Tags Department of Homeland Security
Tag: Department of Homeland Security
Revenge is an ugly look on the face of slave-holder U.S. policy against Haitian refugees.
U.S. Empire imperils with impunity the continued trauma and terror on the Haitian people seeking asylum “offered” by the Empire.
Green Party candidates neither seek nor accept corporate money, so fundraising against lavishly bribed Democrats and Republicans is always a challenge. Corporations commonly pour “donations” into both Democratic and Republican coffers to make sure they own a piece of whoever’s elected. We all know it’s going to be tough for California’s three Green Congressional candidates: Laura Wells, Kenneth Mejia nd Rodolfo Cortes Barragan.
On Monday, Nov. 21, the Department of Homeland Security announced its inhumane decision to end Temporary Protected Status for nearly 60,000 Haitian immigrants, putting people who have lived legally in the United States for years – and some, decades – at risk to be detained and deported. On the eve of Thanksgiving, the Trump administration has decided to contravene basic humanitarianism in favor of an immigration agenda that is drenched in racism, nativism and xenophobia.
The Black Alliance for Just Immigration denounces the Department of Homeland Security’s inhumane decision to terminate Temporary Protected Status (TPS) for nearly 60,000 Haitian immigrants who are firmly rooted in the United States. On Nov. 20, DHS announced that it would terminate TPS for Haitian nationals effective July 22, 2019. TPS was first granted to Haitian immigrants in 2010 following a 7.0 magnitude earthquake that devastated the island, killing 230,000 residents and displacing nearly 3 million.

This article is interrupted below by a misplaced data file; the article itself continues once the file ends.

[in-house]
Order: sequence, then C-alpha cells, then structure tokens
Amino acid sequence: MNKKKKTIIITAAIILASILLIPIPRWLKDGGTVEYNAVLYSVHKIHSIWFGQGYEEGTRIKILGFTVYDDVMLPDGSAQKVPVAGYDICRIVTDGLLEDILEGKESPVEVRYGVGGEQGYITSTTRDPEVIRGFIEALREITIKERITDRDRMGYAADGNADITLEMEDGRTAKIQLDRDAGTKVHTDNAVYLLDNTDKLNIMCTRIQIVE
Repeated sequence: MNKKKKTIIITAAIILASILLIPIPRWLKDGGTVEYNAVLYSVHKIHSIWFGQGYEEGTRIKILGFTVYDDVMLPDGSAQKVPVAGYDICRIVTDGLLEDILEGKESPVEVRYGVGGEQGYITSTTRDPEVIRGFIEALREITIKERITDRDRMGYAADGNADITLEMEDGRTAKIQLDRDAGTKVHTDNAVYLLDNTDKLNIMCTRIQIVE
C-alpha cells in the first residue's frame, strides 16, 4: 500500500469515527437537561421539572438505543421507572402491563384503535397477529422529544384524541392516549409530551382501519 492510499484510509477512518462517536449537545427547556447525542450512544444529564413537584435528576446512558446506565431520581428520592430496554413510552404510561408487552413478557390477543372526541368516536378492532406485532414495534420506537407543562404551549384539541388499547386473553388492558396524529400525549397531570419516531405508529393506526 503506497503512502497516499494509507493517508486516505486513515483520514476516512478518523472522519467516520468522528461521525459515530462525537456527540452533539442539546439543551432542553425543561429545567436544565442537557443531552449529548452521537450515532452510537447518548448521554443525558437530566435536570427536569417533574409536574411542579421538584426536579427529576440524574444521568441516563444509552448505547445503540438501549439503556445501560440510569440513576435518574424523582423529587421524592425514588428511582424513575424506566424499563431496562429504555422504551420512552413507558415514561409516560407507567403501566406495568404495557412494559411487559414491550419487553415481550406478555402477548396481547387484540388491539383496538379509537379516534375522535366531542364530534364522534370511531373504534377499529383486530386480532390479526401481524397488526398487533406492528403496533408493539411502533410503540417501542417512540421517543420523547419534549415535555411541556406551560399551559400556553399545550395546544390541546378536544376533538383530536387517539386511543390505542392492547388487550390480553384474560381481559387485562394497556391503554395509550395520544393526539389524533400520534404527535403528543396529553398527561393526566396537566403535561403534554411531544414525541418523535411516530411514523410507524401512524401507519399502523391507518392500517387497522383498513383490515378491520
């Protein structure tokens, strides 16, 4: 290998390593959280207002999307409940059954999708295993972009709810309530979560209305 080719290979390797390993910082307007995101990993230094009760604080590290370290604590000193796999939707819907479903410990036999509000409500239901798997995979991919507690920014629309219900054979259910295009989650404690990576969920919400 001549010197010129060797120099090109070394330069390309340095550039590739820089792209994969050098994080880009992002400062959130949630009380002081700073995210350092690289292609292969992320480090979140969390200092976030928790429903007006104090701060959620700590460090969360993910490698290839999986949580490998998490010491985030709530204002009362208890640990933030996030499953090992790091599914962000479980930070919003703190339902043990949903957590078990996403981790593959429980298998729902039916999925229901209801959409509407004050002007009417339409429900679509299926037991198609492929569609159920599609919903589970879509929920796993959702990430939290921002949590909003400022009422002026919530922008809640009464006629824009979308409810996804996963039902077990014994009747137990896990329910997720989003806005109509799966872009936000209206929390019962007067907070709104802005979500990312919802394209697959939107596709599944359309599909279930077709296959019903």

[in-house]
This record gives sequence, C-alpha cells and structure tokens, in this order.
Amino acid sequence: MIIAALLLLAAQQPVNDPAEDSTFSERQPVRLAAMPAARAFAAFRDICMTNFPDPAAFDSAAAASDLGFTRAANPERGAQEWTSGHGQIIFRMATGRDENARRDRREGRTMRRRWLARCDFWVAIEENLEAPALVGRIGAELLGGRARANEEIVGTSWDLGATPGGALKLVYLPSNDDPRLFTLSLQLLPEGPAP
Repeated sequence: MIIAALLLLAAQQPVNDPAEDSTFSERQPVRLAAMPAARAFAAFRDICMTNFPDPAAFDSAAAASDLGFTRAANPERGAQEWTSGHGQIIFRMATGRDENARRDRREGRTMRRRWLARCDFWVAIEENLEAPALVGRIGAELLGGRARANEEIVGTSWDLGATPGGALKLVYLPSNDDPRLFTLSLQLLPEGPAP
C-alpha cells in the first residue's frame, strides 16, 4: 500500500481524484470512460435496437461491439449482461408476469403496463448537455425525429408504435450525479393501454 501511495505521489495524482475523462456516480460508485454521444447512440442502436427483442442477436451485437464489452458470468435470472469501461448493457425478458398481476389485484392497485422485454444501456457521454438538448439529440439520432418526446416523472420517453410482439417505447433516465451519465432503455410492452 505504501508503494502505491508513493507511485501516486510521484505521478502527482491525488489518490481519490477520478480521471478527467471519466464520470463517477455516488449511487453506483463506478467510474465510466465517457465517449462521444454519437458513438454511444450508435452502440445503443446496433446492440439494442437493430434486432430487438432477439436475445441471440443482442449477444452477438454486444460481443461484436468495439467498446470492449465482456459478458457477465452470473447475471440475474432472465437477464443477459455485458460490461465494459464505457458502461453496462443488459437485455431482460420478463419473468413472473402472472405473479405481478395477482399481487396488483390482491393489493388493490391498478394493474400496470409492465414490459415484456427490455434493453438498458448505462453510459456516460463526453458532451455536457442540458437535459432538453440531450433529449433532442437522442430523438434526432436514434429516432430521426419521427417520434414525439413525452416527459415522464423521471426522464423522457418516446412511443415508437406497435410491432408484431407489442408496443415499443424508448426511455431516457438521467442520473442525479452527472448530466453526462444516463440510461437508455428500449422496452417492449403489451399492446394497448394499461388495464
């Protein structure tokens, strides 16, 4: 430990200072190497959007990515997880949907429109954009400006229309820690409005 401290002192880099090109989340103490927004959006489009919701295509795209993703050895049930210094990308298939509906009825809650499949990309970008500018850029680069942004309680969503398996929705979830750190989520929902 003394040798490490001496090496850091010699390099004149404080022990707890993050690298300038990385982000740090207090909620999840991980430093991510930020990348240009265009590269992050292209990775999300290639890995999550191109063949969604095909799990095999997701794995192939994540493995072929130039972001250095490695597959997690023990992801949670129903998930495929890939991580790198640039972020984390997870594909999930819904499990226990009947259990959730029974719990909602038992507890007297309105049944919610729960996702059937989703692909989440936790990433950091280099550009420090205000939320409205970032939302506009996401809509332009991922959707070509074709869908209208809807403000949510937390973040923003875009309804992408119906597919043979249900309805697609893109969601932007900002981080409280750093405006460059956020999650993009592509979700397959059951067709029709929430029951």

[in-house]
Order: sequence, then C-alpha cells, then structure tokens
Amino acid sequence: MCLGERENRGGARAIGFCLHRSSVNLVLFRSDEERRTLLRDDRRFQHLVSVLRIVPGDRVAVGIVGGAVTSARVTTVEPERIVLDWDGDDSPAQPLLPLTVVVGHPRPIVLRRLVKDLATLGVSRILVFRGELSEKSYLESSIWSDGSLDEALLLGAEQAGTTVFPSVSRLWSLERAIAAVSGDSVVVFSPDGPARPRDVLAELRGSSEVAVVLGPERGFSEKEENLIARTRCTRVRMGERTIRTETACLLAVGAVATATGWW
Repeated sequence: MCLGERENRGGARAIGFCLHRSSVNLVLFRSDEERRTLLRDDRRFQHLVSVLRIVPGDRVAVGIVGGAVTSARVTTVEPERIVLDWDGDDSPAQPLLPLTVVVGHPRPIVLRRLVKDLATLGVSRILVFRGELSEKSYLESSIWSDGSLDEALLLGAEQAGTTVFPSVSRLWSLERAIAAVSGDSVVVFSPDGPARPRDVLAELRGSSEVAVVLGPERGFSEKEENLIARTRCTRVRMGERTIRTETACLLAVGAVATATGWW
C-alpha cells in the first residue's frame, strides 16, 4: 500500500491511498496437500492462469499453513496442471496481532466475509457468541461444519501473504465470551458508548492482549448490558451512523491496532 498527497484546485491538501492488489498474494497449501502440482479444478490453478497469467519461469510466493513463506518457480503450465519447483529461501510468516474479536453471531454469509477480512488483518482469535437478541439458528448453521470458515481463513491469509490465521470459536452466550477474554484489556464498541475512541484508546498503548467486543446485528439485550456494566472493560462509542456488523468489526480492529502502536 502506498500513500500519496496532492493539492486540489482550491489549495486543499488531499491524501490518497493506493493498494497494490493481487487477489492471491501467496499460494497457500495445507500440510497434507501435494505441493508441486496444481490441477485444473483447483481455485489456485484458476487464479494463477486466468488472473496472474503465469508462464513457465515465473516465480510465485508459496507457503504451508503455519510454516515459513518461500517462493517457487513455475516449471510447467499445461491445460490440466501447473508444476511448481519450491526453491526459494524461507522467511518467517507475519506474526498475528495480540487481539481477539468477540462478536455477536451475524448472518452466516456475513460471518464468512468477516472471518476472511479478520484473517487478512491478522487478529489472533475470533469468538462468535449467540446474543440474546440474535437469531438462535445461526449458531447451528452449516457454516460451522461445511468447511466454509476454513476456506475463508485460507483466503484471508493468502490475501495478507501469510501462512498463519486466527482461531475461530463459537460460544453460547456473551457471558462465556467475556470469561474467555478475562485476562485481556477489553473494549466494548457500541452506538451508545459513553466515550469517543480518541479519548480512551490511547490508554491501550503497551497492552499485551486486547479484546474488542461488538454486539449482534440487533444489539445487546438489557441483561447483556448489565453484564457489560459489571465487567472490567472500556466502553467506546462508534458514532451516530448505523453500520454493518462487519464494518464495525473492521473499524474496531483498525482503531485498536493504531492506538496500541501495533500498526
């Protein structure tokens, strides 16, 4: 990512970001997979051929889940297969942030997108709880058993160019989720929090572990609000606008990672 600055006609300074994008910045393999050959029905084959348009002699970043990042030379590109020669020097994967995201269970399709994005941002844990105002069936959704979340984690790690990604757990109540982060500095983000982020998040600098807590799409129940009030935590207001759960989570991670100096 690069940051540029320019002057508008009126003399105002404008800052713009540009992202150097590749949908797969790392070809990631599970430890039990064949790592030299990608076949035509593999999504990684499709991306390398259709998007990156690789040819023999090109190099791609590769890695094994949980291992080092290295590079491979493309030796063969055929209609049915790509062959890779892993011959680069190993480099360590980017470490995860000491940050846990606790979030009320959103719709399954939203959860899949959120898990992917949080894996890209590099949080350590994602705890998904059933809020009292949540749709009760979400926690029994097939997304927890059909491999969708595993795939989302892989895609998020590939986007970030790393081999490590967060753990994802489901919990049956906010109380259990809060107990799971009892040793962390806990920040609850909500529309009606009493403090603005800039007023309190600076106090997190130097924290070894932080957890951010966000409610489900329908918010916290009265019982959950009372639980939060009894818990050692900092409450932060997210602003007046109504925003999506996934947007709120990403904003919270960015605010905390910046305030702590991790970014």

On June 20, the Berkeley City Council, only months after being swept in by a progressive majority, rejected the call of hundreds of people to terminate a series of entanglements between local police and the federal security forces of the Donald Trump administration. The resistance failed to resist. In the nation’s heartland of dissent. What went wrong, and why? Petitions, a huge crowd, support from prominent public figures, fact sheets, a city poll dominated by those wanting a pull-out, three hours of public comment with no support for anything other than getting out. None of it mattered.
The 60-day notification deadline for Temporary Protected Status (TPS) re-designation is rapidly approaching, on May 23, 2017, for Haitian nationals. If re-designation is not granted, as many as 50,000 Haitians living across the United States will be stripped of work authorization and will be prioritized for ICE removal. ICE is currently removing over 4,000 Somalis residing in the United States, according to Ahmed Isse Awad, Somalia’s U.S. ambassador.
It was the first time I’d ever attended a Police Review Commission meeting in Berkeley. Together with nine other community members, we went to express our opposition to three terrible policies of the city government and its police department: 1. Repeated police raids on homeless encampments, 2. City participation in the Northern California Regional Intelligence Center and its domestic spying operation, and 3. City participation in the Urban Areas Security Initiative.
In a small victory for the Stop Urban Shield Coalition earlier today, the Budget and Finance Committee postponed voting on an item to allow San Francisco to apply for federal funding that ultimately goes toward the militarized SWAT training program and weapons expo known as Urban Shield. The program is funded by the Department of Homeland Security through the Urban Areas Security Initiative (UASI) grant.
On Friday, Sept. 9, activists chained themselves to the entrances to the Alameda County Fairgrounds to protest Urban Shield, the highly controversial SWAT training and weapons expo hosted annually by the Alameda County Sheriff’s Department. Twenty-three activists were arrested, cited and released. Over 500 community members from many cities across California, joined the Stop Urban Shield Coalition in a massive mobilization, march and rally.